Kofi Annan: Commission Will Not Do ‘Human Rights Investigation’ in Arakan State
By Moe Myint 8 September 2016
RANGOON — Kofi Annan, chair of the Arakan State Advisory Commission, told media in a Thursday press conference in Rangoon that the commission’s purpose is not to investigate rights abuses, but to write an “impartial report.”
“We are not here to do a human rights investigation or to write a human rights report…I hope our recommendations will be helpful as we intend to reduce tension and support development,” said Mr. Annan.
The former UN general secretary explained that the objective of the advisory commission is to provide recommendations for the Burmese government in accordance with international standards, to facilitate a lasting solution to conflict in Arakan State.
The commission will work “rigorously” and “impartially” to create these recommendations. The focus will be on conflict resolution, humanitarian assistance, reconciliation and development, Mr. Annan added. Since the outbreak of anti-Muslim violence in 2012, which led to the displacement of 140,000, the region has received international attention.
Questions at Thursday’s press conference were limited, with only ten questions accepted from among hundreds of reporters from both local and international media houses.
A reporter asked Mr. Annan how he planned to work successfully without the support and collaboration of many local Buddhist Arakanese; his arrival and departure in Arakan State were both met with protests, and an Arakanese political party—the Arakan National Party—proposed in Parliament that Kofi Annan and other international representatives be removed from the commission, a move which was voted down on Tuesday.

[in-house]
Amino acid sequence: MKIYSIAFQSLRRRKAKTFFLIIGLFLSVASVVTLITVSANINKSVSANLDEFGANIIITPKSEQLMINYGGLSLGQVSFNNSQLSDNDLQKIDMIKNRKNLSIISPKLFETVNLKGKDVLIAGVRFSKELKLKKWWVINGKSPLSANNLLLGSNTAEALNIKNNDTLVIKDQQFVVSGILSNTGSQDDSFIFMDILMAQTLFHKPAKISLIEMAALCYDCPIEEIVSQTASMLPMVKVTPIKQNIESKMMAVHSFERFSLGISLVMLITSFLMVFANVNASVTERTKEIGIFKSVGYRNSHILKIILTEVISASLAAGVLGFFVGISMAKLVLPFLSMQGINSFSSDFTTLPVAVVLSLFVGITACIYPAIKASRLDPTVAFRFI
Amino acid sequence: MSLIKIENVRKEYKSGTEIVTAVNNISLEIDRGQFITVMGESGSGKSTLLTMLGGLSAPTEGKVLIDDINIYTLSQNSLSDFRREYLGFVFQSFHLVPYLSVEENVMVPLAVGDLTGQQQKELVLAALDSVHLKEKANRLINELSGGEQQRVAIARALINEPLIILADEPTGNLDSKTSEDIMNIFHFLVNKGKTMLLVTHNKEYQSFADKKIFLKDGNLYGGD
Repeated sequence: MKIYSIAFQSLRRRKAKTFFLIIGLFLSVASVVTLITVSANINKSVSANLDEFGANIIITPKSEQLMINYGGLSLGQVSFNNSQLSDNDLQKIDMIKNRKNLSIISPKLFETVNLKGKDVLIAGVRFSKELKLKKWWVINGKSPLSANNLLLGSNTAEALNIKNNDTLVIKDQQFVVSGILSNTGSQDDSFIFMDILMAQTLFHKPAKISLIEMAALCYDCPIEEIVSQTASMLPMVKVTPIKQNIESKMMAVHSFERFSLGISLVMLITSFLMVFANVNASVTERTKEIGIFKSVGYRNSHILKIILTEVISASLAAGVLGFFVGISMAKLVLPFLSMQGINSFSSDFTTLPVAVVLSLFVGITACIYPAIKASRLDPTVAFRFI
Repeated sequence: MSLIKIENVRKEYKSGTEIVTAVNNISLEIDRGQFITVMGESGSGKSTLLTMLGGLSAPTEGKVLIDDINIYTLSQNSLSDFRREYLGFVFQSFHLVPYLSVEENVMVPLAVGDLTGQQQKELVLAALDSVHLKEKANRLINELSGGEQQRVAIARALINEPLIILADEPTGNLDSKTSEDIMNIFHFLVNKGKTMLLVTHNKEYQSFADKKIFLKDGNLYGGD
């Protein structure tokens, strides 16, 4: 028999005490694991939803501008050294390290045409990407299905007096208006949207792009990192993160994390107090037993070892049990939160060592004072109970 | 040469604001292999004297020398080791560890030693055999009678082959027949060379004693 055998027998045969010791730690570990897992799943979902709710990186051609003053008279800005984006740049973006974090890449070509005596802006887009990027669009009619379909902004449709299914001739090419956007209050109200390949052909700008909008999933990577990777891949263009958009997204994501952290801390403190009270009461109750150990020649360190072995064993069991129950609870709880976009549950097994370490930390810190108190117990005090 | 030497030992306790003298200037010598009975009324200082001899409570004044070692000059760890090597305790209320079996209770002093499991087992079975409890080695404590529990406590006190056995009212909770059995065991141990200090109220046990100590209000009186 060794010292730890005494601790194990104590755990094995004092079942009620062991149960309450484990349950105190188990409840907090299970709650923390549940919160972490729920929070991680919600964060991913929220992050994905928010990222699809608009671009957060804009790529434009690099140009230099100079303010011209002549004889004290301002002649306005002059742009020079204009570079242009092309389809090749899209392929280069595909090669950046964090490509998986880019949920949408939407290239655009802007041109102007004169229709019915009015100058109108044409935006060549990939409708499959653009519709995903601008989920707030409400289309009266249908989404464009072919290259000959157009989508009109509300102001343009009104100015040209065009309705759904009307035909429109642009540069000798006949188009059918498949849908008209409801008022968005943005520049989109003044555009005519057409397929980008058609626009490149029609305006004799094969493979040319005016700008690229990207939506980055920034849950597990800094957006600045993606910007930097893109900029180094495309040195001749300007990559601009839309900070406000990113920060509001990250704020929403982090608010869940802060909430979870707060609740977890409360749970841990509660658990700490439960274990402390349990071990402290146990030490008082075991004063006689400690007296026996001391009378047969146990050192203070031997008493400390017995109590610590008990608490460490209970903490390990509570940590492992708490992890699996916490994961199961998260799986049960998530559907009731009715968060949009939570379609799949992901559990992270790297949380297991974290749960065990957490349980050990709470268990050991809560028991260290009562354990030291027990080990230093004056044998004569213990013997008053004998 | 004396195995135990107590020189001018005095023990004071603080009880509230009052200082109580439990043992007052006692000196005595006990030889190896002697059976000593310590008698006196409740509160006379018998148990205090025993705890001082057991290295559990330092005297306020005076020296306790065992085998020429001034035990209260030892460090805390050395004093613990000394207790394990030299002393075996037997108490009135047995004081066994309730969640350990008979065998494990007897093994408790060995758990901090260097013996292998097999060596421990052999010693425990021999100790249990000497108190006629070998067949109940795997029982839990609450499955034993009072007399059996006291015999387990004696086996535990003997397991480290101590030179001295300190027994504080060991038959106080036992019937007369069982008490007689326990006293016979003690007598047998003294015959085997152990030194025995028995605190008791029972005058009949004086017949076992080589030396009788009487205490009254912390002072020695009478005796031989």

Mr. Annan replied that demonstrations represented a type of communication and he was not surprised by it, as protests are not a strange occurrence in a democratic society.
On Thursday, Kofi Annan also met with both Burma’s President U Htin Kyaw and the Burma Army commander-in-chief, Snr-Gen Min Aung Hlaing. Both figures, along with the Union Parliament, gave a green light to the commission to pursue their work.
“I can assure you the commission is independent,” he said, adding that the group would “consider the interests” of all groups in Arakan State.
On his first trip to the state, from Sept. 6-7, Mr. Annan met with the speaker of the regional parliament, the chief minister, community leaders, civil society organizations and religious leaders. He visited both Buddhist Arakanese and Rohingya Muslim displaced people’s camps. The trip, he said, was “productive.”
Annan recalled being asked by locals for improved access to education and employment, and greater freedom of movement. Understanding the history of the region, he said, will be useful for the commission to understand the situation on the ground.
One participant in the press conference questioned Mr. Annan about whether he had witnessed any oppression of the Muslim community during his time in Arakan State.
“Personally, I did not see it there,” he said.
The Arakan State government had planned the busy agenda for the visit, commission member Al Haj Aye Lwin explained, and more time was needed in order to accurately comment on whether such anti-Muslim repression was taking place.
In his opening speech, Mr. Annan used the term “Rohingya” to refer one of the Muslim communities in Arakan State. While it is the name with which the group self-identifies, local Arakanese and large sections of the wider Burmese public, reject the term “Rohingya” and instead call the group “Bengali,” suggesting that they are migrants from Bangladesh; in addition, the Rohingya are not included among the 135 ethnic groups officially recognized by the Burmese government.
Earlier this year, Burma’s State Counselor Daw Aung San Suu Kyi asked her international counterparts to avoid using the term “Rohingya,” saying that it contributes to instability in the state. A reporter asked Mr. Annan if there had been any further pledge from the State Counselor to avoid using the term; he replied that she had not instructed him on which terminology to use.
“The words ‘Rohingya’ and ‘Bengali’ are both emotive,” he said.
Issues regarding the Arakan State-Bangladesh border will need to be looked into by the commission in order to make recommendations, Annan also said. Both Burma and Bangladesh will need to collaboarate, he added, suggesting that he hoped that the United Nations High Commissioner for Refugees would likely be involved in the process.